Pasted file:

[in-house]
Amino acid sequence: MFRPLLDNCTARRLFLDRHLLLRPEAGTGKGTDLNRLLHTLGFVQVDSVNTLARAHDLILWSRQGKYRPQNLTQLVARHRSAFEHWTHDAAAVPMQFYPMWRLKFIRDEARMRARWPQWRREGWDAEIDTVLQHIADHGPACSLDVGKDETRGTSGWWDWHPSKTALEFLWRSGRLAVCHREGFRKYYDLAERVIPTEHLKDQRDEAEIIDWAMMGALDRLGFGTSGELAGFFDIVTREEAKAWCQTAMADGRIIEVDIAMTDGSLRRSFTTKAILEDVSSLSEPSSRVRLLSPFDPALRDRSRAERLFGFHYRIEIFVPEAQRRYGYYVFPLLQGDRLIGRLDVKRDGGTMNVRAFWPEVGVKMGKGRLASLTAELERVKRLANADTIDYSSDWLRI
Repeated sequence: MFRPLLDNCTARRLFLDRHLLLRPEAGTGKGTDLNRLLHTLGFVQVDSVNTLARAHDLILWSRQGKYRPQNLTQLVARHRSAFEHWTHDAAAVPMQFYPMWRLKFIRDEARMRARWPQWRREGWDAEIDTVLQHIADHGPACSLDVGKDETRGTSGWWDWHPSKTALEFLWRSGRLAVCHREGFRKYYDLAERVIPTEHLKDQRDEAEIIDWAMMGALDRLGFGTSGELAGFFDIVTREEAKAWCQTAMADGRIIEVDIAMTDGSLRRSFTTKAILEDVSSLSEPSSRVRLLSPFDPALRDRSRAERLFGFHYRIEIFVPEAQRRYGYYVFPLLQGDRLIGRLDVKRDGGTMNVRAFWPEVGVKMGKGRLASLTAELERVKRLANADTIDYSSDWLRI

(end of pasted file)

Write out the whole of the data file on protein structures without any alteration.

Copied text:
[in-house]
Amino acid sequence: MFRPLLDNCTARRLFLDRHLLLRPEAGTGKGTDLNRLLHTLGFVQVDSVNTLARAHDLILWSRQGKYRPQNLTQLVARHRSAFEHWTHDAAAVPMQFYPMWRLKFIRDEARMRARWPQWRREGWDAEIDTVLQHIADHGPACSLDVGKDETRGTSGWWDWHPSKTALEFLWRSGRLAVCHREGFRKYYDLAERVIPTEHLKDQRDEAEIIDWAMMGALDRLGFGTSGELAGFFDIVTREEAKAWCQTAMADGRIIEVDIAMTDGSLRRSFTTKAILEDVSSLSEPSSRVRLLSPFDPALRDRSRAERLFGFHYRIEIFVPEAQRRYGYYVFPLLQGDRLIGRLDVKRDGGTMNVRAFWPEVGVKMGKGRLASLTAELERVKRLANADTIDYSSDWLRI
Repeated sequence: MFRPLLDNCTARRLFLDRHLLLRPEAGTGKGTDLNRLLHTLGFVQVDSVNTLARAHDLILWSRQGKYRPQNLTQLVARHRSAFEHWTHDAAAVPMQFYPMWRLKFIRDEARMRARWPQWRREGWDAEIDTVLQHIADHGPACSLDVGKDETRGTSGWWDWHPSKTALEFLWRSGRLAVCHREGFRKYYDLAERVIPTEHLKDQRDEAEIIDWAMMGALDRLGFGTSGELAGFFDIVTREEAKAWCQTAMADGRIIEVDIAMTDGSLRRSFTTKAILEDVSSLSEPSSRVRLLSPFDPALRDRSRAERLFGFHYRIEIFVPEAQRRYGYYVFPLLQGDRLIGRLDVKRDGGTMNVRAFWPEVGVKMGKGRLASLTAELERVKRLANADTIDYSSDWLRI